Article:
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Ivory smuggling route tracked via fake tusks with GPS

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National Geographic reporter Bryan Christy commissioned two fake elephant tusks embedded with GPS, then planted them to track ivory smuggling routes from the Central African Republic into Sudan.

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National Geographic's Pluto issue, autographed by NASA's New Horizons team

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Susan Goldberg: “How cool is this? The @NASANewHorizons #Pluto team autographed our fab July @NatGeo cover, written by @nadiamdrake.”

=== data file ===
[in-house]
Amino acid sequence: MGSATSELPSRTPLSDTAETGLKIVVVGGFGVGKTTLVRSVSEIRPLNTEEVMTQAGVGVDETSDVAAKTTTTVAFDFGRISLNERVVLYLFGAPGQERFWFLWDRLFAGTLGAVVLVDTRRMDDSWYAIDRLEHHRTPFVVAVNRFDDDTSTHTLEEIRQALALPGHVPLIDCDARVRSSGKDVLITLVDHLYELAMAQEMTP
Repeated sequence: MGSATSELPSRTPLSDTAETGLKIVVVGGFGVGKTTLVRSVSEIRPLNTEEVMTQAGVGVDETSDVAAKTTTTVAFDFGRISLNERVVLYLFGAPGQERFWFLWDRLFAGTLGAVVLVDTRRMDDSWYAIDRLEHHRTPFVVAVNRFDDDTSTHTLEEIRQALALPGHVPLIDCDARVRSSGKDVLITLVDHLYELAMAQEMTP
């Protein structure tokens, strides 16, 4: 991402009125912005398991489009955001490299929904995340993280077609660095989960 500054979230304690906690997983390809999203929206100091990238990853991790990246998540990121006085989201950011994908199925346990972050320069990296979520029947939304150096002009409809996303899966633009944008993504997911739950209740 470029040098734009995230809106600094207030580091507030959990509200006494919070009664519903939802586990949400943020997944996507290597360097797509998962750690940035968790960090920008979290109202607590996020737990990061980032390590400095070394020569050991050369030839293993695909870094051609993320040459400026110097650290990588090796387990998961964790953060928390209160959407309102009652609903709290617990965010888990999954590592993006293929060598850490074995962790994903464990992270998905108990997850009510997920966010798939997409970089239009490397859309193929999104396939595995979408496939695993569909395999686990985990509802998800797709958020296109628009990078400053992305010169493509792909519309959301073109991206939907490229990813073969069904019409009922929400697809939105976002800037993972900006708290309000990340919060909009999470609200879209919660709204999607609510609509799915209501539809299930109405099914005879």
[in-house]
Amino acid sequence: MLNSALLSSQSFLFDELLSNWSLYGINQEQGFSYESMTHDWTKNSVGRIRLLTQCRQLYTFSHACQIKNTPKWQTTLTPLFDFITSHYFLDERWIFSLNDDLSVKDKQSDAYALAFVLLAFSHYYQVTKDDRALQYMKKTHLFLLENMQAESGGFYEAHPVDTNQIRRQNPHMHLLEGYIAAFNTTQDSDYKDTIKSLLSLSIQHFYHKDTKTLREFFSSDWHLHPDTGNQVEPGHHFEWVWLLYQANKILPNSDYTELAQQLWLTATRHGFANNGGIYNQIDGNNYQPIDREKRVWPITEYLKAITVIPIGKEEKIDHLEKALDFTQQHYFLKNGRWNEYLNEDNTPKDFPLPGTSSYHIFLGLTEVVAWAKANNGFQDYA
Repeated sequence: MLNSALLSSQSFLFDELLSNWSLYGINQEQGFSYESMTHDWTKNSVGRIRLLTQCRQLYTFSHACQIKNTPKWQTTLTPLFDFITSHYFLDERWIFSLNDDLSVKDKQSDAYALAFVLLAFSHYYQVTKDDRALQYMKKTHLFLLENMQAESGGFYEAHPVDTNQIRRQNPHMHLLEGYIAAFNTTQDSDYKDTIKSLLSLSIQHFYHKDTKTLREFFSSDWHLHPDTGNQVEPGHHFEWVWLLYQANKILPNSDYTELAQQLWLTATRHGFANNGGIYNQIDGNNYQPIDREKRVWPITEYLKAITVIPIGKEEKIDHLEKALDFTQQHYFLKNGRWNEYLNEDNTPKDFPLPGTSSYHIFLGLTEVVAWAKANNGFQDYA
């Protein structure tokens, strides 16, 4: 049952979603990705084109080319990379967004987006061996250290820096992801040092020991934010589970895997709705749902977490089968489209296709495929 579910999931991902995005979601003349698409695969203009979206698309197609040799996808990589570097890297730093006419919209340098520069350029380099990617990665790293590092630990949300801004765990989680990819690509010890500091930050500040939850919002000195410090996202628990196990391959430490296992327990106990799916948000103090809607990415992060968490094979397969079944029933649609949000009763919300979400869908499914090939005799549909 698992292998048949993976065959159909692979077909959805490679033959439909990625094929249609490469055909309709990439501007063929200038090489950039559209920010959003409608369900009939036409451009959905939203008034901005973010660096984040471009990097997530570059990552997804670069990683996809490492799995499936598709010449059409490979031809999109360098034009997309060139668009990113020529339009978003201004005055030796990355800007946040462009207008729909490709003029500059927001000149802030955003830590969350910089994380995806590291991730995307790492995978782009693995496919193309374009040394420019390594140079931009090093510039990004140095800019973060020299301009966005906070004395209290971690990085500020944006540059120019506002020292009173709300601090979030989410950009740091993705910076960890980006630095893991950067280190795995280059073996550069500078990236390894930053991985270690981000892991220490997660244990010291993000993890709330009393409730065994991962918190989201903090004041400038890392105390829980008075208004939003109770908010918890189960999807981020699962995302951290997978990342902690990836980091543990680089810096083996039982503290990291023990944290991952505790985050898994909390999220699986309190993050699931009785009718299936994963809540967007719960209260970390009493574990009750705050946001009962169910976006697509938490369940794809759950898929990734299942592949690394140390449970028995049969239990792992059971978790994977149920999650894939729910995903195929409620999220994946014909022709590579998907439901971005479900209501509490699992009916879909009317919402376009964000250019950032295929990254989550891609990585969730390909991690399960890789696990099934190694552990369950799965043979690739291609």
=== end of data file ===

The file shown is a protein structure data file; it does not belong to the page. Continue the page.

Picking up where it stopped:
More: Pluto coverage on Boing Boing.

The Americas' Oldest Teenager

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She's approximately 12,000 years old now, but when she died in the Yucatan Peninsula she was only a teen.

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How To: Film cheetahs in slow motion

For this project you will need one cat toy on a string, a high-speed camera mounted on a moveable track, and also some cheetahs.

This behind-the-scenes video shows you how National Geographic and the Cincinnati Zoo captured amazing footage of big cats in motion. It's a complicated process and I wish they'd shown more of the animal-handling part of it. I certainly didn't realize that some zoo animals were so comfortable with humans that you could walk them around on a leash and let them off to run free around a dozen unfamiliar members of a camera crew. Still great to watch, though.

Via Laughing Squid, which has the 7-minute video showing the final footage of running cheetahs.